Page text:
Two formulated oligomer blends were made. In one case the polyester acrylate oligomer was blended with an epoxy and in another example the polyester oligomer was added to a urethane-based composition. Table 4 relates the components used in Blends 1 and 2.
The formulated oligomer blends (1 and 2), along with the formulations containing an epoxy, urethane or polyester acrylate, were applied and cured. Again CS-17 Taber testing was conducted using the method described in the previous section. Weight loss for each sample was measured every 500 cycles and the cumulative results were calculated. The results are reported in Figure 2.
When the data is examined, the poor performance results are replicated for the epoxy system. An improvement is demonstrated when the epoxy and polyester acrylate oligomers are tested in a blend. Based on weight loss measurements, the overall wear properties are improved by about 27% without significantly increasing the cost.
The results are even more impressive when the polyester acrylate oligomer is added to the urethane-based formulation. The total cost of the formulation can be reduced, while the abrasion-resistant properties are improved by about 27%.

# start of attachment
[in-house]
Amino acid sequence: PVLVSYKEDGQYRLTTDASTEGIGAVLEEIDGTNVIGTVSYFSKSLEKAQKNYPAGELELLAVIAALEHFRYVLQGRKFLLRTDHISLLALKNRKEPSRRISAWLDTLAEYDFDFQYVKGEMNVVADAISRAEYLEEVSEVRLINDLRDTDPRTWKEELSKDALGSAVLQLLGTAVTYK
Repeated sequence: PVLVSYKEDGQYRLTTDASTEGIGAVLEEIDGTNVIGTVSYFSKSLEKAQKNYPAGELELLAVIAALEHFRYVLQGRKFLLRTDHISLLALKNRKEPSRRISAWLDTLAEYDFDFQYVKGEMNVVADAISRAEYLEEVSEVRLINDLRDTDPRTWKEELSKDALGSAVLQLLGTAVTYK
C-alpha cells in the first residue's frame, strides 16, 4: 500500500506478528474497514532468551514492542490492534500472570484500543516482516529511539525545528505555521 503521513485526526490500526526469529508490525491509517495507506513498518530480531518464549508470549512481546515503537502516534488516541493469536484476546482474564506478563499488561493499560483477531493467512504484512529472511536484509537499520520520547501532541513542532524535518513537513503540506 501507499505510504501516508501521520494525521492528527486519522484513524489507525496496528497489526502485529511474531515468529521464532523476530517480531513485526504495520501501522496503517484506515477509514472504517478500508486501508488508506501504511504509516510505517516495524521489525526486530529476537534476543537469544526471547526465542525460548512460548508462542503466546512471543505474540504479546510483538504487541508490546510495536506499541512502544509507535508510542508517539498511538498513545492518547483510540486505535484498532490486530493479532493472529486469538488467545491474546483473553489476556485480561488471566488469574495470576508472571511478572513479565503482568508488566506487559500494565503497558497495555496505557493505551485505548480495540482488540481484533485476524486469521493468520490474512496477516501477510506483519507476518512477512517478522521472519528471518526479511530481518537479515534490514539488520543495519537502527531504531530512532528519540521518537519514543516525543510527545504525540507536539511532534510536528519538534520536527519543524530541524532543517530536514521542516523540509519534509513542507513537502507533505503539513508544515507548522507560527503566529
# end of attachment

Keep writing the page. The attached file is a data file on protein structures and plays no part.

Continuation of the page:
Adhesion of the coating to the substrate is another important criterion. If the coating will not adhere, then abrasion resistance is of little importance. One of the major market segments for these oligomers is coatings for wood flooring, cabinets and furniture. Maple was selected for adhesion testing, as it is one of the more difficult types of wood to adhere to. Adhesion relates to hardness, density and cell structure of the wood. Generally speaking, the higher the density of the wood, the more difficult the adhesion. Balsa wood is quite soft with a large cellulose structure. Thus, the density is relatively low at 170 kg/cubic meter, making the adhesion very easy. Pine is somewhat higher in density, ranging between 360-560 kg/cubic meter depending on the type of pine. But it is still relatively soft and porous, so good adhesion can still be realized without much difficulty. Maple, in contrast, is one of the hardest woods available and has a very small cell structure. Typical densities range to 755 kg/cubic meter, making it almost 4.5 times denser than balsa and 1.5 -2 times harder than pine, depending on the grade. Due to the adhesion challenge, maple was selected as the substrate for adhesion testing.
Another important point influencing the appearance of the coating is the preparation of the wood prior to coating application. Generally, wood is sanded before coating to impart a smooth finished texture. This can also influence adhesion, if finer sandpaper is used as opposed to a coarse one. The finer the sandpaper, the smoother the surface, the more difficult the adhesion becomes.